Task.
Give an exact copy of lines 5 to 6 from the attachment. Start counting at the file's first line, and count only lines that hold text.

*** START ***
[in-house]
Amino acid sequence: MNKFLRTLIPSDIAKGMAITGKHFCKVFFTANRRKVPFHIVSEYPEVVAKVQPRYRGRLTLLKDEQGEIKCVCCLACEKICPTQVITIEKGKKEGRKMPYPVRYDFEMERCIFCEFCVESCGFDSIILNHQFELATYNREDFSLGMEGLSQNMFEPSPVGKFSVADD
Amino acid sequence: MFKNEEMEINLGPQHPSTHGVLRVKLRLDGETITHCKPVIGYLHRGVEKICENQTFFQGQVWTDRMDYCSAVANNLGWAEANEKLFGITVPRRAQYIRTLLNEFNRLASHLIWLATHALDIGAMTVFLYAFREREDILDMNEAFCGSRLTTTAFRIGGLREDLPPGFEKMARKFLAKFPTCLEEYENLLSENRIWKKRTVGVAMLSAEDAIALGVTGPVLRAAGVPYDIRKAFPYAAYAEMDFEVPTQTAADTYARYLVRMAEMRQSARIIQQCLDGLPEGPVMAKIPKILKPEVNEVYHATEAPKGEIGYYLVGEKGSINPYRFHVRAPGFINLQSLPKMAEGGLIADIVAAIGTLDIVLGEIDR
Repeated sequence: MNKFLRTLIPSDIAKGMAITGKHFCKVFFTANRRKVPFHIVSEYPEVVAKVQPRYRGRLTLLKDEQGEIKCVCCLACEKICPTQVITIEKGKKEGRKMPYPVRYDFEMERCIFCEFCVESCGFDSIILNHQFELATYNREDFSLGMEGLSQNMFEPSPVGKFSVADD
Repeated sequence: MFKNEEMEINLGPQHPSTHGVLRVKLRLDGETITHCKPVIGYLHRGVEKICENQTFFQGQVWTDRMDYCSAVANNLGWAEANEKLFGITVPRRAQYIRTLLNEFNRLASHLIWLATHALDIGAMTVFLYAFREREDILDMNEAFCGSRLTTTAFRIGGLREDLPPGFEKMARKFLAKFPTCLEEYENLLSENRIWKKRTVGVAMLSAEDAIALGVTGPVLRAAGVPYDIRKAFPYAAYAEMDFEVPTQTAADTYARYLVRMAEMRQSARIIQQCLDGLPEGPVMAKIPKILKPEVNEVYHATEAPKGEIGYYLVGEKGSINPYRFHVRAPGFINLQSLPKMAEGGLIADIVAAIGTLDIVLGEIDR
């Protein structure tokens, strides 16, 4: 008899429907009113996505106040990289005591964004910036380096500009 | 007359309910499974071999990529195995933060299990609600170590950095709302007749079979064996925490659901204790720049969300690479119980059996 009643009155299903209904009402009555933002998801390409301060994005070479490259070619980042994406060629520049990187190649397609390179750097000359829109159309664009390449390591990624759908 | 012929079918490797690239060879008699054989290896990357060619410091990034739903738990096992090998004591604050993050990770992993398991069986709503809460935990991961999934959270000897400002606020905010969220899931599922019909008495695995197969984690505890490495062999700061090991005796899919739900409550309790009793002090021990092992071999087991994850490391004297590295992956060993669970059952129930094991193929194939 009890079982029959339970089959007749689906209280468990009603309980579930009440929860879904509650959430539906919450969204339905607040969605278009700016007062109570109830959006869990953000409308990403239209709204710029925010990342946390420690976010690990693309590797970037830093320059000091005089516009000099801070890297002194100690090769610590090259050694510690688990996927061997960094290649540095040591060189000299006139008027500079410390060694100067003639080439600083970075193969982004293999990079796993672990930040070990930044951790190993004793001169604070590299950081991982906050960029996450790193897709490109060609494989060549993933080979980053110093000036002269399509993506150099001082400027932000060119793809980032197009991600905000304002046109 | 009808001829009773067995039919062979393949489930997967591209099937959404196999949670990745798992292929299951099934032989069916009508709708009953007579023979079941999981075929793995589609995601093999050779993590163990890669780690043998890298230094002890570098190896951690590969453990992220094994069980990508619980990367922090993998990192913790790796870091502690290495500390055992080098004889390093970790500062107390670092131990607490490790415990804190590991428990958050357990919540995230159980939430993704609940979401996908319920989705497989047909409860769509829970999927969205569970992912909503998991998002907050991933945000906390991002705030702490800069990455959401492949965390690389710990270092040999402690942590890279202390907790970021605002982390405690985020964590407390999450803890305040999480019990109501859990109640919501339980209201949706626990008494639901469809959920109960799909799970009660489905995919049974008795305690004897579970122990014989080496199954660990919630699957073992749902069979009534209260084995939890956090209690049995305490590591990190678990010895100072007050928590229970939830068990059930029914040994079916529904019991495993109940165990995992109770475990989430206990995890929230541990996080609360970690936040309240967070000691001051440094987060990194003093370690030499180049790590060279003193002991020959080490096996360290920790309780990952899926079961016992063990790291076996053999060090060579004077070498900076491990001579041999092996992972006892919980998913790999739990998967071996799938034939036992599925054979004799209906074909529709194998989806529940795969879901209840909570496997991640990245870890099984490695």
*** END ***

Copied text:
Repeated sequence: MFKNEEMEINLGPQHPSTHGVLRVKLRLDGETITHCKPVIGYLHRGVEKICENQTFFQGQVWTDRMDYCSAVANNLGWAEANEKLFGITVPRRAQYIRTLLNEFNRLASHLIWLATHALDIGAMTVFLYAFREREDILDMNEAFCGSRLTTTAFRIGGLREDLPPGFEKMARKFLAKFPTCLEEYENLLSENRIWKKRTVGVAMLSAEDAIALGVTGPVLRAAGVPYDIRKAFPYAAYAEMDFEVPTQTAADTYARYLVRMAEMRQSARIIQQCLDGLPEGPVMAKIPKILKPEVNEVYHATEAPKGEIGYYLVGEKGSINPYRFHVRAPGFINLQSLPKMAEGGLIADIVAAIGTLDIVLGEIDR
């Protein structure tokens, strides 16, 4: 008899429907009113996505106040990289005591964004910036380096500009 | 007359309910499974071999990529195995933060299990609600170590950095709302007749079979064996925490659901204790720049969300690479119980059996 009643009155299903209904009402009555933002998801390409301060994005070479490259070619980042994406060629520049990187190649397609390179750097000359829109159309664009390449390591990624759908 | 012929079918490797690239060879008699054989290896990357060619410091990034739903738990096992090998004591604050993050990770992993398991069986709503809460935990991961999934959270000897400002606020905010969220899931599922019909008495695995197969984690505890490495062999700061090991005796899919739900409550309790009793002090021990092992071999087991994850490391004297590295992956060993669970059952129930094991193929194939 009890079982029959339970089959007749689906209280468990009603309980579930009440929860879904509650959430539906919450969204339905607040969605278009700016007062109570109830959006869990953000409308990403239209709204710029925010990342946390420690976010690990693309590797970037830093320059000091005089516009000099801070890297002194100690090769610590090259050694510690688990996927061997960094290649540095040591060189000299006139008027500079410390060694100067003639080439600083970075193969982004293999990079796993672990930040070990930044951790190993004793001169604070590299950081991982906050960029996450790193897709490109060609494989060549993933080979980053110093000036002269399509993506150099001082400027932000060119793809980032197009991600905000304002046109 | 009808001829009773067995039919062979393949489930997967591209099937959404196999949670990745798992292929299951099934032989069916009508709708009953007579023979079941999981075929793995589609995601093999050779993590163990890669780690043998890298230094002890570098190896951690590969453990992220094994069980990508619980990367922090993998990192913790790796870091502690290495500390055992080098004889390093970790500062107390670092131990607490490790415990804190590991428990958050357990919540995230159980939430993704609940979401996908319920989705497989047909409860769509829970999927969205569970992912909503998991998002907050991933945000906390991002705030702490800069990455959401492949965390690389710990270092040999402690942590890279202390907790970021605002982390405690985020964590407390999450803890305040999480019990109501859990109640919501339980209201949706626990008494639901469809959920109960799909799970009660489905995919049974008795305690004897579970122990014989080496199954660990919630699957073992749902069979009534209260084995939890956090209690049995305490590591990190678990010895100072007050928590229970939830068990059930029914040994079916529904019991495993109940165990995992109770475990989430206990995890929230541990996080609360970690936040309240967070000691001051440094987060990194003093370690030499180049790590060279003193002991020959080490096996360290920790309780990952899926079961016992063990790291076996053999060090060579004077070498900076491990001579041999092996992972006892919980998913790999739990998967071996799938034939036992599925054979004799209906074909529709194998989806529940795969879901209840909570496997991640990245870890099984490695």